How to Profit From the Upcoming M&A Boom?

RJ is a member of The Motley Fool Blog Network -- entries represent the personal opinion of the blogger and are not formally edited.

In spite of low interest rates, rising equity prices, and general economic improvement, mergers and acquisition activity has remained relatively weak for the past few years. Although we have seen a few deals surface this week, we, at Valuentum, believe activity could accelerate in the coming months, especially if companies begin to recognize the possibility of rising interest rates, as outlined in the following piece: “The Impact of the US Housing Recovery Cannot Be Underestimated.” Let’s take a look at some possible targets.


After going public via a spin-off from Kraft  just last year, Mondelez (NASDAQ: MDLZ) has already garnered attention as an acquisition target. Given the simplicity and historical legacy of many of its brands, including Nabisco, Oreo, Cadbury, and Trident, as well as the company’s exposure to emerging markets, we believe the company will garner a lot of attention from suitors for a potential merger.

Over the course of history, the brands of Kraft and Nabisco have been favorite acquisition targets. In fact, Kraft itself began as a roll-up strategy. We don’t anticipate that former owner Altria will be interested in making a bid, but we do believe snack and beverage giant Pepsi (NYSE: PEP) could be a suitor. In our view, several synergies exist between Pepsi’s enormous Frito-Lay snack business and Mondelez. CEO Irene Rosenfeld used to hold the chief executive position at Frito-Lay, making negotiations likely to occur. More importantly, we think Pepsi has an expertise in the emerging markets that Mondelez relies upon for growth.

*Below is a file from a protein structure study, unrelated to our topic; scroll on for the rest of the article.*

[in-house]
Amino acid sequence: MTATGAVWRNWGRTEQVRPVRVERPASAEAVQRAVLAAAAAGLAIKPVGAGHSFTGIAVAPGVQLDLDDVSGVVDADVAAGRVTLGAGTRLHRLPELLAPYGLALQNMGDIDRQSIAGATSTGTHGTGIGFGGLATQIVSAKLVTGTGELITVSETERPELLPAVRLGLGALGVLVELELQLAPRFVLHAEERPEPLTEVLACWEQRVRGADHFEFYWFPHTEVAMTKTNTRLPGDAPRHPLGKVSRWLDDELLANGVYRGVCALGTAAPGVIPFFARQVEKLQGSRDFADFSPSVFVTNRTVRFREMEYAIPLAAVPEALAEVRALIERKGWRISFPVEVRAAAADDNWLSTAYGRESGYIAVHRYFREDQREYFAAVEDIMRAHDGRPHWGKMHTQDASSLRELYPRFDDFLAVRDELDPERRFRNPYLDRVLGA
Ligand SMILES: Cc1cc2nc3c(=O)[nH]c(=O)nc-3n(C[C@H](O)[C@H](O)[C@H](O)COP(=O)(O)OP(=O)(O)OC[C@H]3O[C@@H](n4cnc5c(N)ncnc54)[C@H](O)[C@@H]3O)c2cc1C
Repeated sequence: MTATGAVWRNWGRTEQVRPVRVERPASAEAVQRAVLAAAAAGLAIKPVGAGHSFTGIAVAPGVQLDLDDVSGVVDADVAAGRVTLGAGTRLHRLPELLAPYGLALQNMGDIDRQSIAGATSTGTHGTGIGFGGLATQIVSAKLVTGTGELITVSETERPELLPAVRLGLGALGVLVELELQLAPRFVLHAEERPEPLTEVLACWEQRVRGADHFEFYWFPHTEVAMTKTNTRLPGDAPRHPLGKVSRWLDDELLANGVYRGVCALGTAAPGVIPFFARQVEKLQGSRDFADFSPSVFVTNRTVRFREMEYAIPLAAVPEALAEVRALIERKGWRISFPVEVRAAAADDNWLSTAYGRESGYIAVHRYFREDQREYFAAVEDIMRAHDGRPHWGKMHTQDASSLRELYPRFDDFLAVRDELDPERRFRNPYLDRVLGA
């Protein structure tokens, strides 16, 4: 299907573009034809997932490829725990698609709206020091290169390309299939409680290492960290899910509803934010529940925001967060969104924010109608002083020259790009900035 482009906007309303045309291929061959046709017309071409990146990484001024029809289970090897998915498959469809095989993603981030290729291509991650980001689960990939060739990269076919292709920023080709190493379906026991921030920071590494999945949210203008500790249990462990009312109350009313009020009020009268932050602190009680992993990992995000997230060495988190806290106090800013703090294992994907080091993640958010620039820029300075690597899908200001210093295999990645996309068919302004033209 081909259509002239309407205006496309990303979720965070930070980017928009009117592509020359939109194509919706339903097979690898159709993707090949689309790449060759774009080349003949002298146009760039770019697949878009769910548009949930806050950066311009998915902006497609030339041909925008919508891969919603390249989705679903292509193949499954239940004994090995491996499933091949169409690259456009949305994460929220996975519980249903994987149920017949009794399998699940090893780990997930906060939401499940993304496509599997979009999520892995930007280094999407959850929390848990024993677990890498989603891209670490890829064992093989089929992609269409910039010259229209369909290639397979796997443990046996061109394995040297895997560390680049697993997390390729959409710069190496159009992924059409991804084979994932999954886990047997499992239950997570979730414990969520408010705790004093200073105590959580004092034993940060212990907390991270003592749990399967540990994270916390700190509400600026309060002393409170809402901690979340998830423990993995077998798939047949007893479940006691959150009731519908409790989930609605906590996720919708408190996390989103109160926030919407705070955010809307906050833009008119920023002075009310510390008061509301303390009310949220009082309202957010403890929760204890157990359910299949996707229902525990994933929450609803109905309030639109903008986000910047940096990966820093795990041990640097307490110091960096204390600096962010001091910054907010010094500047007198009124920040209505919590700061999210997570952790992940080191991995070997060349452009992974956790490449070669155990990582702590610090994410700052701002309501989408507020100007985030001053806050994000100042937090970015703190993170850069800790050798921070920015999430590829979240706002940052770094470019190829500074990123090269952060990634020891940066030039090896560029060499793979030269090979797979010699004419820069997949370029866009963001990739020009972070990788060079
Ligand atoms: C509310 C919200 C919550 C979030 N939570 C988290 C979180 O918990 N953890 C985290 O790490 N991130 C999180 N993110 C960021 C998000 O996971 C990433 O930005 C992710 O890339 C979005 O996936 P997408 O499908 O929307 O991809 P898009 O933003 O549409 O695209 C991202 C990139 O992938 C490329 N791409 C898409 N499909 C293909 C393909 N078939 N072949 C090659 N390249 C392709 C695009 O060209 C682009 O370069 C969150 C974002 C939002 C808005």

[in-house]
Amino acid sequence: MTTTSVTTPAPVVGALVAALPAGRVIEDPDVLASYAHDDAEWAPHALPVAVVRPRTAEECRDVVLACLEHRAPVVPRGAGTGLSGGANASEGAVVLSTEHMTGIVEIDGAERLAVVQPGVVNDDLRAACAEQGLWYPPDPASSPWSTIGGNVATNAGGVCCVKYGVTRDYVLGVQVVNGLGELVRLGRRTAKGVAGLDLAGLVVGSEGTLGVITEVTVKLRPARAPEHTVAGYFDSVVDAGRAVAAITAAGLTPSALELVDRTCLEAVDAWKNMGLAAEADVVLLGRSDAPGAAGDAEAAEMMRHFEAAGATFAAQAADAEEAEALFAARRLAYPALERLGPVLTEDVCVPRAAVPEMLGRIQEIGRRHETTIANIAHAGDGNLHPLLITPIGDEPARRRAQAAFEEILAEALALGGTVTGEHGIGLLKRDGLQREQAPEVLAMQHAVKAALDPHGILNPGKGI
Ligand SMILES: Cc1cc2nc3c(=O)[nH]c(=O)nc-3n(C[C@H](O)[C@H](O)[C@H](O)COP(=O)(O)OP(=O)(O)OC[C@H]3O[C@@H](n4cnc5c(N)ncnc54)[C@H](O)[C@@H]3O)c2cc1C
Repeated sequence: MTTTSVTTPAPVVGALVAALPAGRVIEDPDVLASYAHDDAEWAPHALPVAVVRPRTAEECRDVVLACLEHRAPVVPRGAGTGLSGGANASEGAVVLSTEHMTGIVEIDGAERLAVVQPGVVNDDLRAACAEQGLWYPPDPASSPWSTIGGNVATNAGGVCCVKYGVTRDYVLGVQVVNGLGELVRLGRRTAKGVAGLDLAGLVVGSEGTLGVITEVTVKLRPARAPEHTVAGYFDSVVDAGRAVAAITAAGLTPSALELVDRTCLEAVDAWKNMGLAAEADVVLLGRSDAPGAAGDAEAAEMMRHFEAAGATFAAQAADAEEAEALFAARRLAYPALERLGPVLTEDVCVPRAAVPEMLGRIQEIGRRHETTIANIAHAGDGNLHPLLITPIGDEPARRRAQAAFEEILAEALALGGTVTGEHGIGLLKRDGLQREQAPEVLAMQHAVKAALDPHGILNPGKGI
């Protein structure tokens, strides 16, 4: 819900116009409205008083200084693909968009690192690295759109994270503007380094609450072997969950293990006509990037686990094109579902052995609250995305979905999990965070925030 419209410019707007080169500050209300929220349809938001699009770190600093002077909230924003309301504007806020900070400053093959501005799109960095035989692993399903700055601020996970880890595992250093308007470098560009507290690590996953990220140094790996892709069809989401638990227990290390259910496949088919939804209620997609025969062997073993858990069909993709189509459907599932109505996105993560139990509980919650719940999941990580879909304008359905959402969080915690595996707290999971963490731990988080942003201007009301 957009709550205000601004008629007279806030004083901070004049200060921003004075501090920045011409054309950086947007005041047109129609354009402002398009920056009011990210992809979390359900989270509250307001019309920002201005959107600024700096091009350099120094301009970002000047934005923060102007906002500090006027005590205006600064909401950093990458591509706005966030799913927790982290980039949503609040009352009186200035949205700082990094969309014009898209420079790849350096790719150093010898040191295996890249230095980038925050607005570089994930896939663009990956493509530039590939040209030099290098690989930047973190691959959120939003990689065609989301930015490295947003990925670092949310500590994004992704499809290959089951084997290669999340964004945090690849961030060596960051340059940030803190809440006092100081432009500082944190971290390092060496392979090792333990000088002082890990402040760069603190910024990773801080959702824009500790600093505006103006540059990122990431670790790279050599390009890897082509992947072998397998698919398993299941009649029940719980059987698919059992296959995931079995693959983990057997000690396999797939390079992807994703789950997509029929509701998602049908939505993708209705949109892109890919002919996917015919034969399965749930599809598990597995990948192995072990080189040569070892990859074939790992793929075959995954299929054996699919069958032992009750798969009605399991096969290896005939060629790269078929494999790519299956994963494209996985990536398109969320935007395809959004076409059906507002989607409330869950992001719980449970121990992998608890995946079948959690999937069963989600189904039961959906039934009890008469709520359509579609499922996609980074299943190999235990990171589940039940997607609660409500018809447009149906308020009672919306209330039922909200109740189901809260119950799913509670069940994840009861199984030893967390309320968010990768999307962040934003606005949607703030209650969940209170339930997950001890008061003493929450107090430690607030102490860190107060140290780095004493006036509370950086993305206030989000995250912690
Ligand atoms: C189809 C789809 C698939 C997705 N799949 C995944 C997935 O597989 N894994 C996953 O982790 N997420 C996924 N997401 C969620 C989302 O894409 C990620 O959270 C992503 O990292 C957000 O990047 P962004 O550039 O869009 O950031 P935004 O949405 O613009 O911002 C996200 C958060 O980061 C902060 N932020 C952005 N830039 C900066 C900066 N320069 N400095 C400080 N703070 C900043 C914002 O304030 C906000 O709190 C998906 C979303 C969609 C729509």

Of course, an acquisition of Mondelez would be nothing short of a blockbuster for Pepsi. Even the “smaller” Mondelez currently sports an enterprise value of $71 billion. Any deal for the company would likely require a substantial equity portion. Still, shares of Pepsi have lagged both the S&P 500 and the Dow, suggesting a bold move could be in order.


Consolidation is a long-term trend in the luxury space, and American retailer Tiffany (NYSE: TIF) looks like it could be next. With an enterprise value of $10 billion, Tiffany is small relative to its European peers, and it has not pursued the same conglomerate-like growth strategy.

Richemont has all but eschewed the idea, labeling Tiffany as not “high-end” enough to be coupled with brands like Cartier, Mont Blanc, and its luxury watchmakers. Another competitor, PPR (possibly renamed Kering), doesn’t seem like a natural fit to us either. PPR owns dominant brands like Gucci, Saint Laurent, Bottega Vanetta, and Boucheron, but we aren’t sure if Tiffany would fit in to a very European-centric brand portfolio.

We believe a much more natural fit would be Louis Vuitton Moet Hennessey. LVMH  is the true juggernaut in the luxury space, and it has had no problems acquiring disparate brands ranging from Dior and Bulgari, to its merger with Moet in the mid 2000’s. While LVMH has a complex ownership structure and has also coveted Hermes in the past, we think LVMH could reduce overhead expenses at Tiffany with little difficulty. Tiffany also fits nicely into the discreet luxury category that is gaining steam in China—an area where LVMH’s products tend to be a bit more conspicuous.

We think any deal for the company would likely require a price tag upwards of $11 billion, which doesn’t leave tremendous upside from current levels. While an acquisition can often act as a strong catalyst for positive price movement, we consider it secondary to the firm looking undervalued on a fundamental basis, which Tiffany is not at this time. Therefore, we won’t be looking to add the name to the portfolio of our Best Ideas Newsletter.


As the market for Uggs has matured, footwear maker Deckers (NASDAQ: DECK) faces a litany of issues on the cost front. Essentially, the company is dealing with rising input costs with decelerating sales growth—a recipe for disaster. What the company needs is supply-chain efficiency gains in order to boost gross margins, and an international distribution network to pursue global sales growth. The market agrees, and retail conglomerate VF Corp continues to be floated as the likely suitor.